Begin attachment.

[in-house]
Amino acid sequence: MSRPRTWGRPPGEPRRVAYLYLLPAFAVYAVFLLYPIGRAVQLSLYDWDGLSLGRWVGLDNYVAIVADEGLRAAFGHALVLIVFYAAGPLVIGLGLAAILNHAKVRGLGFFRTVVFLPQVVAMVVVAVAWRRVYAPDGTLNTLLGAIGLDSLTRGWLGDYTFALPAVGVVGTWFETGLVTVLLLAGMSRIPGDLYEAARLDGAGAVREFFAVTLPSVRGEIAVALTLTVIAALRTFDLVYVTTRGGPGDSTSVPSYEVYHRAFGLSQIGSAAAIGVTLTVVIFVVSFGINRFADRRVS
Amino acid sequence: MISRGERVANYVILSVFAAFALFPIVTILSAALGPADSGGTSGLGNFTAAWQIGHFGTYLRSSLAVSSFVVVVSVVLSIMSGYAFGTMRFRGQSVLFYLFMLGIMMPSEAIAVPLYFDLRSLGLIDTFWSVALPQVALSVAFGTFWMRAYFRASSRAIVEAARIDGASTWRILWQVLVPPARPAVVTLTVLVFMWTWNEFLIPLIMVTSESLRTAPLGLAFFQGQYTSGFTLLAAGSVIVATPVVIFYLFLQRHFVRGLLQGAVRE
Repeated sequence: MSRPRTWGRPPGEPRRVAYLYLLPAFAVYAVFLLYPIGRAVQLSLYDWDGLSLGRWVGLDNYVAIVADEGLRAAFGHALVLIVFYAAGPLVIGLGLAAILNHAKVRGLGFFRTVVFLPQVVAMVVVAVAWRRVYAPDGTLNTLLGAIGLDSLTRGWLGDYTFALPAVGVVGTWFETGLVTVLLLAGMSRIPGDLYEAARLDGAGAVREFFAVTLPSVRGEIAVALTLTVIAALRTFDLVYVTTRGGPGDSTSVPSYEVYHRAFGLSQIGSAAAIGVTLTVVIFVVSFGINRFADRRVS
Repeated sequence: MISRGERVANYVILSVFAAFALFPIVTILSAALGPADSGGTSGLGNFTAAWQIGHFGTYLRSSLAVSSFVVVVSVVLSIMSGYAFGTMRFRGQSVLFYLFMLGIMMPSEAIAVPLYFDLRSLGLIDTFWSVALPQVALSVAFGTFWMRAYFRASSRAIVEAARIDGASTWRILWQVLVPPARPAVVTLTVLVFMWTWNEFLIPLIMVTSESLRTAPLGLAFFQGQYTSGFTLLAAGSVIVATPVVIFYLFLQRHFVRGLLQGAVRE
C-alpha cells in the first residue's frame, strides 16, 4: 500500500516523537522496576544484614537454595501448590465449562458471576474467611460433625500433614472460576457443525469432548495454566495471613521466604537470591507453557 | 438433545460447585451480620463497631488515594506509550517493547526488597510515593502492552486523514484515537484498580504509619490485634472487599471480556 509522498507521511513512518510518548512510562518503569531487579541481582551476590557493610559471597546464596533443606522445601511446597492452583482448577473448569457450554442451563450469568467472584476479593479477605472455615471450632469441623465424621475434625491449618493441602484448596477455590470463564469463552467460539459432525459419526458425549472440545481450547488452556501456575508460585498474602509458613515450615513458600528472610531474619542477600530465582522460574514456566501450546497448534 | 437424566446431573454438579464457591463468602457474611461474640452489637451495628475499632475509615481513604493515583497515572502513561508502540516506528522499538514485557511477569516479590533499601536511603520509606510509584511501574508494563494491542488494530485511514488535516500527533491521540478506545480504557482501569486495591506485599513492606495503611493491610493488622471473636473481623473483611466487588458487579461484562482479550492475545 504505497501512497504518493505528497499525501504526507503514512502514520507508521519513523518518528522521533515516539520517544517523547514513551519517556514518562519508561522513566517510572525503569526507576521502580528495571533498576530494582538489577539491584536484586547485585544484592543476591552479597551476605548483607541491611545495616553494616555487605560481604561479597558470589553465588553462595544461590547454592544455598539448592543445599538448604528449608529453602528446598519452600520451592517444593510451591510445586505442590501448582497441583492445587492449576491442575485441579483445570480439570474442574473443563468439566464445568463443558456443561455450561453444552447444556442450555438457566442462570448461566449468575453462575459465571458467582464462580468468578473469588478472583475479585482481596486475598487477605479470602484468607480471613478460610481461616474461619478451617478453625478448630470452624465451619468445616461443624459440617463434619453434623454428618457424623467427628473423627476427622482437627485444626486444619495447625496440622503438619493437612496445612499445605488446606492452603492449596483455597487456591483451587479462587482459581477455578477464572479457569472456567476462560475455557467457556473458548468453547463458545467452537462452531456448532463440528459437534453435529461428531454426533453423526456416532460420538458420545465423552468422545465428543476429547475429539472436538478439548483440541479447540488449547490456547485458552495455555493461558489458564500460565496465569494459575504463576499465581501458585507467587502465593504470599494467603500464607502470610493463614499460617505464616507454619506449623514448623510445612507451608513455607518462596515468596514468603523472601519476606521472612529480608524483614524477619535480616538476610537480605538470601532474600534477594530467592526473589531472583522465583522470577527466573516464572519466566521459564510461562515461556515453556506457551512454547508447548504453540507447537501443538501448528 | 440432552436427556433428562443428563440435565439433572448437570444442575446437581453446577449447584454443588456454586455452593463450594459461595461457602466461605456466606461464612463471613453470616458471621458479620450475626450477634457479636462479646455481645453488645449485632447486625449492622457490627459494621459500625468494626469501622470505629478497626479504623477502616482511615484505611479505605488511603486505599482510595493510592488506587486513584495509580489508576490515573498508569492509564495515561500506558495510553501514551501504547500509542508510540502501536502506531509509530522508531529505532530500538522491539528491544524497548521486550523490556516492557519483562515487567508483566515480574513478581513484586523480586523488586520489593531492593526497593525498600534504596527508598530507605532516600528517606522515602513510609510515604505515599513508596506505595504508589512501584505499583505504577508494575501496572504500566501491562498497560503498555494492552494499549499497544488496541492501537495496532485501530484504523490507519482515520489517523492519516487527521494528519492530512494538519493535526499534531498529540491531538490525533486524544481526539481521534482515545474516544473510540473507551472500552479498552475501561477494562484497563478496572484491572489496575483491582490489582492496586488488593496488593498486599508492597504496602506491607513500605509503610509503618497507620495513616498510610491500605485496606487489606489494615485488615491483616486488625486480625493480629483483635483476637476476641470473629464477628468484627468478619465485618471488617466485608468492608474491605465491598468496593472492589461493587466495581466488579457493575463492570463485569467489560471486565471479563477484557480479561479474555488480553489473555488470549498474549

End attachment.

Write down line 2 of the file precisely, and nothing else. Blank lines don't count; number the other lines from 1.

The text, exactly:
Amino acid sequence: MSRPRTWGRPPGEPRRVAYLYLLPAFAVYAVFLLYPIGRAVQLSLYDWDGLSLGRWVGLDNYVAIVADEGLRAAFGHALVLIVFYAAGPLVIGLGLAAILNHAKVRGLGFFRTVVFLPQVVAMVVVAVAWRRVYAPDGTLNTLLGAIGLDSLTRGWLGDYTFALPAVGVVGTWFETGLVTVLLLAGMSRIPGDLYEAARLDGAGAVREFFAVTLPSVRGEIAVALTLTVIAALRTFDLVYVTTRGGPGDSTSVPSYEVYHRAFGLSQIGSAAAIGVTLTVVIFVVSFGINRFADRRVS